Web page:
At the Boston Review, Andrea Mammone sees the British Brexit vote and similar expressions of a national turning inward in other Western countries as not unprecedented. He traces part of their lineage. Here’s a bit:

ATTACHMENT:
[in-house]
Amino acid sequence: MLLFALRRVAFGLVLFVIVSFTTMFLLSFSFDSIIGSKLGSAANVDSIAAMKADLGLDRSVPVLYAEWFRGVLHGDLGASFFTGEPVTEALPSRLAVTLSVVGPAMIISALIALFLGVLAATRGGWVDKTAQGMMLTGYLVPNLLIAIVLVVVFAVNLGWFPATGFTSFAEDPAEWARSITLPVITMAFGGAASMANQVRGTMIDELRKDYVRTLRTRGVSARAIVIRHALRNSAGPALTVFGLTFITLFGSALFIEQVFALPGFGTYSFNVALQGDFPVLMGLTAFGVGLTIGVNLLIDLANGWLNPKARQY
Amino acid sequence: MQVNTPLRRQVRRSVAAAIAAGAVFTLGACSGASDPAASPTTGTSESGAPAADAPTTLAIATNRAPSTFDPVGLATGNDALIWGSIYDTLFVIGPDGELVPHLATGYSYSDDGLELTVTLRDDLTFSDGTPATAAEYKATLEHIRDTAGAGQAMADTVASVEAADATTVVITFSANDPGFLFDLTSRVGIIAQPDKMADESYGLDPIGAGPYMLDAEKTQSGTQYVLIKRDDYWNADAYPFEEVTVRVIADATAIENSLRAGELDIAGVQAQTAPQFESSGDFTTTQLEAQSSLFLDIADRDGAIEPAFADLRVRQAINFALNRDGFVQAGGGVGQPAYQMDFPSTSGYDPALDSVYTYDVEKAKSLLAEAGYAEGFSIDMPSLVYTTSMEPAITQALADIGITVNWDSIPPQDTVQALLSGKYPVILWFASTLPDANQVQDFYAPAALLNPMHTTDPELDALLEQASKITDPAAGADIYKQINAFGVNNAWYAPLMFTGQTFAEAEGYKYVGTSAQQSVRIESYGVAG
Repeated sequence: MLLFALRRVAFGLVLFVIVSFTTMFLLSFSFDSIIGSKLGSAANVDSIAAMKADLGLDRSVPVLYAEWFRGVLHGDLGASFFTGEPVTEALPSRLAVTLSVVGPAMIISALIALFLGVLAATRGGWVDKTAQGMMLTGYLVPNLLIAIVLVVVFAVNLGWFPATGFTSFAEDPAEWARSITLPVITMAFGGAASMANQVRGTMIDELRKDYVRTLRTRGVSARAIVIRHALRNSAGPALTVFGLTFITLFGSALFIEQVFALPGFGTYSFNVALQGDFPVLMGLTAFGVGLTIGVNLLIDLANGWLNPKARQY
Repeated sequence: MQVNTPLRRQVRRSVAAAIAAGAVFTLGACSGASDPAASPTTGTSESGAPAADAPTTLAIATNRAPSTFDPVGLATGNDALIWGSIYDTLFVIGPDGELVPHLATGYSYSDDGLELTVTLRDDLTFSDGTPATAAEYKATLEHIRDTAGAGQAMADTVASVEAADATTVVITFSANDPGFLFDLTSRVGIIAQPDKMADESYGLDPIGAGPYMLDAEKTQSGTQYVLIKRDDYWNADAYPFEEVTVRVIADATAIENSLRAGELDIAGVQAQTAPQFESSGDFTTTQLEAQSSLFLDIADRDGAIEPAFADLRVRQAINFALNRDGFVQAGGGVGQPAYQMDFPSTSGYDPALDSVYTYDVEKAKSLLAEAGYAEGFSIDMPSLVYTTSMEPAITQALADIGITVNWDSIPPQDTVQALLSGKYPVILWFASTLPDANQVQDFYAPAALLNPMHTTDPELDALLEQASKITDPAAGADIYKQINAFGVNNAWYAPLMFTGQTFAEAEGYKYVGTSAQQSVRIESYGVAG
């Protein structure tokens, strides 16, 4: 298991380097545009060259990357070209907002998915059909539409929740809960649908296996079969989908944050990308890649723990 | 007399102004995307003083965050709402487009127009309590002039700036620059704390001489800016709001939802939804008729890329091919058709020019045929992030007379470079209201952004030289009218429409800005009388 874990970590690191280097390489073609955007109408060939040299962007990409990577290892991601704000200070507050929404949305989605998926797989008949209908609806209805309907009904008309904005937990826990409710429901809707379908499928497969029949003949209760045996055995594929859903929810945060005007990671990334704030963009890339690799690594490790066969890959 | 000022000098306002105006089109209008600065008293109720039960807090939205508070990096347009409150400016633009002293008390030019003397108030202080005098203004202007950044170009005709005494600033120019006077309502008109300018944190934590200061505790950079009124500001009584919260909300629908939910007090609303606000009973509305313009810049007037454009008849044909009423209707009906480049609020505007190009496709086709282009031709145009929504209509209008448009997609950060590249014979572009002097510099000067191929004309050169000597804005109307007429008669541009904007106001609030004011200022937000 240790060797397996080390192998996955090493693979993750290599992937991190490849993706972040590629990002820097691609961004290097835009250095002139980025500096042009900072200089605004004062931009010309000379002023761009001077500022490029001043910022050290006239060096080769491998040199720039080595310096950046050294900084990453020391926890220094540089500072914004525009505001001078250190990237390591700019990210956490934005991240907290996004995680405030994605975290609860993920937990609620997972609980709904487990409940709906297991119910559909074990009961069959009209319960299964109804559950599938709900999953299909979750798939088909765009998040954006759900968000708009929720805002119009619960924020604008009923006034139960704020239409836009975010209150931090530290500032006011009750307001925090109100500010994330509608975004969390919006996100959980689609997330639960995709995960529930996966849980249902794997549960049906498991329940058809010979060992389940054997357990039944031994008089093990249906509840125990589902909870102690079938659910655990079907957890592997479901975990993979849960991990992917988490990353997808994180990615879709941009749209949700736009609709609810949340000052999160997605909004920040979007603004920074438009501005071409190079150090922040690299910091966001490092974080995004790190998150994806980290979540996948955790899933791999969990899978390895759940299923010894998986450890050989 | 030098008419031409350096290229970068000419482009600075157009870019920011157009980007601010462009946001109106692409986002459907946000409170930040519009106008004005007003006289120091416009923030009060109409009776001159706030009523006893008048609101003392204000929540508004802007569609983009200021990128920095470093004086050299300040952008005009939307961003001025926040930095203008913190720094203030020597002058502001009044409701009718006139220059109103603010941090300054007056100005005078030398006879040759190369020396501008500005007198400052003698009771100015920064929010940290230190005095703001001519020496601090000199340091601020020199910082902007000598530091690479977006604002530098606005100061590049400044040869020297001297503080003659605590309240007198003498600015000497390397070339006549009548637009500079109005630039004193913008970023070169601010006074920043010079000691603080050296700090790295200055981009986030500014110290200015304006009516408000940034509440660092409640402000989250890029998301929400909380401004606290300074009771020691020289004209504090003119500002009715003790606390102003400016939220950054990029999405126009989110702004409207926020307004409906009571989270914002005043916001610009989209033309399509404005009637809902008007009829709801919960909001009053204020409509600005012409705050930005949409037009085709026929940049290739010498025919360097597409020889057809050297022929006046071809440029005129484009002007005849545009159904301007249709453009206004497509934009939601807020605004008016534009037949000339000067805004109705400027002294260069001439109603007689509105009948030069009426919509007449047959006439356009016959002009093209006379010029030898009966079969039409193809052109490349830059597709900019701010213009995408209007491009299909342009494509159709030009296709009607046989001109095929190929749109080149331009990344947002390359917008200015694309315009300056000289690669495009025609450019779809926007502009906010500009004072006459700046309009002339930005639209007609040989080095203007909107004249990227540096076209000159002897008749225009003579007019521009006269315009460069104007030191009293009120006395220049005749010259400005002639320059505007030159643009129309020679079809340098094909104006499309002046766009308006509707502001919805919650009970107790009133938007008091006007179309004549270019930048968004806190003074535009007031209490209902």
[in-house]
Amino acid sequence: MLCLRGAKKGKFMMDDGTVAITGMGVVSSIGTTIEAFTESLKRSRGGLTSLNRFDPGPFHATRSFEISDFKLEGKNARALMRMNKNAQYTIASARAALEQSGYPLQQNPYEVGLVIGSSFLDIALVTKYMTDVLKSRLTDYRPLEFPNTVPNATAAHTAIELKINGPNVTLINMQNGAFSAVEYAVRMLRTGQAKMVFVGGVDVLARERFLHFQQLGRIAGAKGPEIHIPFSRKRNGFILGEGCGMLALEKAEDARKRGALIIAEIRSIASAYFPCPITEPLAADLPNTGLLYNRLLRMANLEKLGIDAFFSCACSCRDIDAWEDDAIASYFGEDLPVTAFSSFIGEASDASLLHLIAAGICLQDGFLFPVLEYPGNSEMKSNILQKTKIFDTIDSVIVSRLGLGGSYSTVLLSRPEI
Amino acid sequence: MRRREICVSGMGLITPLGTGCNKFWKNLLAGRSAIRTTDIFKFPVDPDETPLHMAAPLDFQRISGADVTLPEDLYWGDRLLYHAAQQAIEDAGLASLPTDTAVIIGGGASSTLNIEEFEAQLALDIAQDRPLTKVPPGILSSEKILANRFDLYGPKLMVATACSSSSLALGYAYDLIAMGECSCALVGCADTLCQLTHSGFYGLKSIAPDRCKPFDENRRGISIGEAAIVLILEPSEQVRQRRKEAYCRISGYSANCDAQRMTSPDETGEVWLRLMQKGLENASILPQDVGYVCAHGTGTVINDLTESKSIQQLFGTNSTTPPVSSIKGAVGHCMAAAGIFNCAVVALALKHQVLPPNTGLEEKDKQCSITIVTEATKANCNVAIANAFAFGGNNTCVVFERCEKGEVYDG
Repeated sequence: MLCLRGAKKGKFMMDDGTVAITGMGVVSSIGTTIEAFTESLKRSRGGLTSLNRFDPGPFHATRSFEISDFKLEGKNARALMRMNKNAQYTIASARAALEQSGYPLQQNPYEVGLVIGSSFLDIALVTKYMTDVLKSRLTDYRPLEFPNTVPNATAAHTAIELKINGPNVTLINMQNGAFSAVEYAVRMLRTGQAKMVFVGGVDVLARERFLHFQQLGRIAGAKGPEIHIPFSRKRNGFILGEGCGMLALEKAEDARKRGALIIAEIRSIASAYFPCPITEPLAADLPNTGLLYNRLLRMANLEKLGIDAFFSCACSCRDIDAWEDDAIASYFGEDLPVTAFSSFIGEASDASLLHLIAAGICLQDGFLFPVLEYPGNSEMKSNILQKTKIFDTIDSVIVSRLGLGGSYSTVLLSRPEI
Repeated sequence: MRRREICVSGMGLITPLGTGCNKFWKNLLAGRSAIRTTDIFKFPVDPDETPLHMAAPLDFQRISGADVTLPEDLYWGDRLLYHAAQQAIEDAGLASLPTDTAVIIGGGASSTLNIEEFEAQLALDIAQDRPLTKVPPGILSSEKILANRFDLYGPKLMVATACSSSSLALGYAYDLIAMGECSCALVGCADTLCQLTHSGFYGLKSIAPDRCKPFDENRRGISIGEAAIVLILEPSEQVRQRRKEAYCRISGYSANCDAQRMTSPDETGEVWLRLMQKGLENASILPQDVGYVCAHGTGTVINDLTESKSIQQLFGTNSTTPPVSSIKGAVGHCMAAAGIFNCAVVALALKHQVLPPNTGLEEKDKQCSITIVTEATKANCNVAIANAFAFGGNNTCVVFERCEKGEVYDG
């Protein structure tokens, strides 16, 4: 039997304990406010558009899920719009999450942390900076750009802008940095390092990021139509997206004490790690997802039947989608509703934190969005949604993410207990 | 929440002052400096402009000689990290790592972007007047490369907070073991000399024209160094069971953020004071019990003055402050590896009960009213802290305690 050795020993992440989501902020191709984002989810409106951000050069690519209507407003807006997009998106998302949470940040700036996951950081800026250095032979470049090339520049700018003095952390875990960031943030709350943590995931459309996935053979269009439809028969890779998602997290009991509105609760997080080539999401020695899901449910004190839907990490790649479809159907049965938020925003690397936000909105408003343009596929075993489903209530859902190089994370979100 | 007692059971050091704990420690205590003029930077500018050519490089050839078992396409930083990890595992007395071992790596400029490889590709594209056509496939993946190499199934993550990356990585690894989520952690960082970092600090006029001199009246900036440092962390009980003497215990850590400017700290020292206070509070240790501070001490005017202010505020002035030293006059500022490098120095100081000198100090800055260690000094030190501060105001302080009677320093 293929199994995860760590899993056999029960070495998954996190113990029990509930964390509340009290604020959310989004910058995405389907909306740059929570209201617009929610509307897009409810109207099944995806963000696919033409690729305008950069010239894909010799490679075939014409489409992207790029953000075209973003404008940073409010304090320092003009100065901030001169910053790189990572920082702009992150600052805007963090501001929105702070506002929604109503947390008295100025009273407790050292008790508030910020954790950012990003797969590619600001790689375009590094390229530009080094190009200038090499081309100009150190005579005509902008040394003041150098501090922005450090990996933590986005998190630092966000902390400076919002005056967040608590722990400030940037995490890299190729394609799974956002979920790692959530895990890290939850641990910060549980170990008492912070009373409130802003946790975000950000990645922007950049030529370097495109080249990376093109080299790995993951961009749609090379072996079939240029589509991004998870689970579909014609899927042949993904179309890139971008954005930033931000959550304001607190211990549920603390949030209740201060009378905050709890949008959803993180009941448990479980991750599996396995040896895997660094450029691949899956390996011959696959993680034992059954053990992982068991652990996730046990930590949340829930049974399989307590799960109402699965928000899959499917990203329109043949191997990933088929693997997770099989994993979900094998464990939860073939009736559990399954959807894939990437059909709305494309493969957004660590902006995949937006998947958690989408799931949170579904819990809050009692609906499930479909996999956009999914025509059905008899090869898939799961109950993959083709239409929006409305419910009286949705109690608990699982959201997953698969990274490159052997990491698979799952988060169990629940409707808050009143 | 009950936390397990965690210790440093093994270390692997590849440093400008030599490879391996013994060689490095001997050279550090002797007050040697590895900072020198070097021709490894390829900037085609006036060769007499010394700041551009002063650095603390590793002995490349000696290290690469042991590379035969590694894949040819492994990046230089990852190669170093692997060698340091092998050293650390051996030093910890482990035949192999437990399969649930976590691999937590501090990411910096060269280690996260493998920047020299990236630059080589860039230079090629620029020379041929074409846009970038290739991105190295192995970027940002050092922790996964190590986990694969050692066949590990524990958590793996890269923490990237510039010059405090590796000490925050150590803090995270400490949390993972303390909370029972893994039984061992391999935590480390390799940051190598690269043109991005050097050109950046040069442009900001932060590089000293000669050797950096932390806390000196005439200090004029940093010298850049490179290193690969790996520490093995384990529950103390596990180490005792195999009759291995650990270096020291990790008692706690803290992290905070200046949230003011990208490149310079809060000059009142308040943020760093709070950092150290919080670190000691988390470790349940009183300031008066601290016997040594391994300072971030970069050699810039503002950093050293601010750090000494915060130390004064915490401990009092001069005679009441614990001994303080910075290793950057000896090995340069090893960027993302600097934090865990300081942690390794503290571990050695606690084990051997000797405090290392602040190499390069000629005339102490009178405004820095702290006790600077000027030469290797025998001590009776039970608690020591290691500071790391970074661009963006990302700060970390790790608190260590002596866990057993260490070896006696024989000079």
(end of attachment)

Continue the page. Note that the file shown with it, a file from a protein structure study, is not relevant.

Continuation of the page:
Since the (Brexit–ed.) vote, I have found myself contemplating what for me—a seasoned émigré—is a quite uncustomary question: I cannot help but wonder, “Do they really want me here?” In this I finally have an inkling of how refugees must feel, constantly barraged by the likes of Marine Le Pen and Viktor Orbán, Donald Trump and Geert Wilders, being told over and over you are not wanted here, you are a potential subversive, a radical Islamist, a welfare-state parasite—in sum, you are not and will never be “us.” The experience contains echoes of when some Western governments of the early 1900s fretted about “alien immigration”—by which they meant Eastern European Jews—and of course the ensuing fascists with their scapegoating of Slavs, Roma, and, once more, of Jews. After studying the history of European far-right and nationalist politics for about a decade, I find that I am now living it.